- Jonathan Alter, author of " "
Are you ready for a techie arms race between Democrats and Republicans?
“Democrats generally do a much better job of getting coders and other very sophisticated technical people to work on their campaigns,” says Jonathan Alter, ancontributor and author of “The Center Holds: Obama and His Enemies.”
“The Republican Party is furiously trying to close the geek gap and get up to speed on digital technology.”
Why are the political parties snapping up techies like Google gobbles companies?
If you look beyond the flashy political headlines – Hillary Clinton vs. Jeb Bush – there’s a story that doesn’t get nearly as much coverage, but has a far greater impact on all of us.
Technology is quickly transforming how and why people vote.
“The 2012 campaign was the first true digital campaign in the same way that Franklin Roosevelt was the first president to master radio and John F. Kennedy and Ronald Reagan mastered television,” says Alter.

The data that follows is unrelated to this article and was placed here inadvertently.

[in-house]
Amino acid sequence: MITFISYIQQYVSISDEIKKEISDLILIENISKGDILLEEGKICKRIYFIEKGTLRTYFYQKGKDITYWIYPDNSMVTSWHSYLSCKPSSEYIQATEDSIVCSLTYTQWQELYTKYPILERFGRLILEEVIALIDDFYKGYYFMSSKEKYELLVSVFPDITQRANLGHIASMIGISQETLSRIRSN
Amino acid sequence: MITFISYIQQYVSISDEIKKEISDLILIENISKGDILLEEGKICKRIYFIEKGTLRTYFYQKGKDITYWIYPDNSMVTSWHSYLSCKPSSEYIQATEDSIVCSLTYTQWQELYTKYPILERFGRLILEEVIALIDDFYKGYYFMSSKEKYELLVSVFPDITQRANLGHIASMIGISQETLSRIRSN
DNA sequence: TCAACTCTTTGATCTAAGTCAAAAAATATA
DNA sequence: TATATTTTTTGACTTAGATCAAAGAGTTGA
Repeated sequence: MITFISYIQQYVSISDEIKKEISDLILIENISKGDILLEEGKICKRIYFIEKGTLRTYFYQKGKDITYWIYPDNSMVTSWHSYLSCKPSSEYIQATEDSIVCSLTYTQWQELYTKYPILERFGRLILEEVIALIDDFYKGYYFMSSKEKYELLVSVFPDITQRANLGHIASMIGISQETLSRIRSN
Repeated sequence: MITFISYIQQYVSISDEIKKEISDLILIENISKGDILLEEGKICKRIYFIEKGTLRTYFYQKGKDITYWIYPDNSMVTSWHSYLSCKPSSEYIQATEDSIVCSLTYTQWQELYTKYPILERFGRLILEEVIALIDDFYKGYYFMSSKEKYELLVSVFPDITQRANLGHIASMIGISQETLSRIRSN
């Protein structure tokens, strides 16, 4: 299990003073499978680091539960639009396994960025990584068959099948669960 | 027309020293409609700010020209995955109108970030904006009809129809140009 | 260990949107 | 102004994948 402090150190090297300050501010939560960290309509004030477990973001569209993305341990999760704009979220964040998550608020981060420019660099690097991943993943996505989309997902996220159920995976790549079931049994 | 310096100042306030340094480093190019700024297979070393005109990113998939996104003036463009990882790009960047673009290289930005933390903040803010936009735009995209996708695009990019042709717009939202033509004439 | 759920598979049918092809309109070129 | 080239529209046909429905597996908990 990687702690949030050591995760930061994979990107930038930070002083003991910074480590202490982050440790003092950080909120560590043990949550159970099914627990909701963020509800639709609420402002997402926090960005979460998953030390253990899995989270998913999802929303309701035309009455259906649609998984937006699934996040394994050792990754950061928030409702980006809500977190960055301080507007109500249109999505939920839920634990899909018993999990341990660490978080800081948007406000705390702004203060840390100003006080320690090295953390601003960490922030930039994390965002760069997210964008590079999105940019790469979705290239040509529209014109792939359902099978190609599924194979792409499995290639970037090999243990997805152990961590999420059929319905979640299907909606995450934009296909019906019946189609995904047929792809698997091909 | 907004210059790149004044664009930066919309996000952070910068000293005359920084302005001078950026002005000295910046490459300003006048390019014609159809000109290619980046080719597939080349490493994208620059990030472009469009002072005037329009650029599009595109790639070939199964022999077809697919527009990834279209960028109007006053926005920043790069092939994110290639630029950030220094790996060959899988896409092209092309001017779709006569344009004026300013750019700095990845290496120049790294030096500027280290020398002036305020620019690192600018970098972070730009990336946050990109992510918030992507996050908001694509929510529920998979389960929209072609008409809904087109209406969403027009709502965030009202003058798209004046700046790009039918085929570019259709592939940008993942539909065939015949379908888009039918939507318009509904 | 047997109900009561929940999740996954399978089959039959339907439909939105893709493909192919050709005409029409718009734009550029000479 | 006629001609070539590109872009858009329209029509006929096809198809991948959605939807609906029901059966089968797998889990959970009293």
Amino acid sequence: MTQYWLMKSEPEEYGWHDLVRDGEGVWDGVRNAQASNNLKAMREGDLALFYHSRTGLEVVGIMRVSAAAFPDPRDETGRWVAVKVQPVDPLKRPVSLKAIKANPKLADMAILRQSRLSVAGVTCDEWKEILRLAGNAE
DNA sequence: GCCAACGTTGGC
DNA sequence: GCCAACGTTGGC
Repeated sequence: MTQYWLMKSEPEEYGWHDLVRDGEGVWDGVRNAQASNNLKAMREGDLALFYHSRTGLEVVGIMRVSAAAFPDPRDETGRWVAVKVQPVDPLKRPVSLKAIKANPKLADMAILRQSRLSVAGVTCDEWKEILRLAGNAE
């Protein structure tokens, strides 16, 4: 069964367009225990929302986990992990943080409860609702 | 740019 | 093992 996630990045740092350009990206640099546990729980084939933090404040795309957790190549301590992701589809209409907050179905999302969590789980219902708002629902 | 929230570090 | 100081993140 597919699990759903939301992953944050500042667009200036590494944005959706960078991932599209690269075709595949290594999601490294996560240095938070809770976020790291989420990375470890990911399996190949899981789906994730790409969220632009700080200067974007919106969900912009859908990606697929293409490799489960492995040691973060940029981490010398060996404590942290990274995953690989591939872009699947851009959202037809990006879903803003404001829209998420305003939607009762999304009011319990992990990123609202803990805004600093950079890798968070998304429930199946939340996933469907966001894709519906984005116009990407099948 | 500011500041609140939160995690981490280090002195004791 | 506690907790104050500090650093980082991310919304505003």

One technology that the Obama campaign used in 2012 identifies what TV shows potential voters are watching at certain times. Then, instead of doing a statewide media buy, they can target their ads to specific audiences, like women over 50 who live in households earning under $75K.
However, Alter notes that while tech workers are in high demand during campaigns, once the election is over, it's difficult to get those people into government.
“Almost none of the Obama campaign workers went to work in the Obama administration when the 2012 campaign was over. There was too much money to be made hanging out their shingle with a new company, being a consultant, whatever,” says Alter. “You can draw at least an indirect line between that and the failures of healthcare.gov.”
Technology is crucial, Alter believes, but winning votes will always be more complex than an algorithm.
“A lot of the future of the Democratic Party depends on its ability to convince younger voters that they shouldn’t get cynical about government.”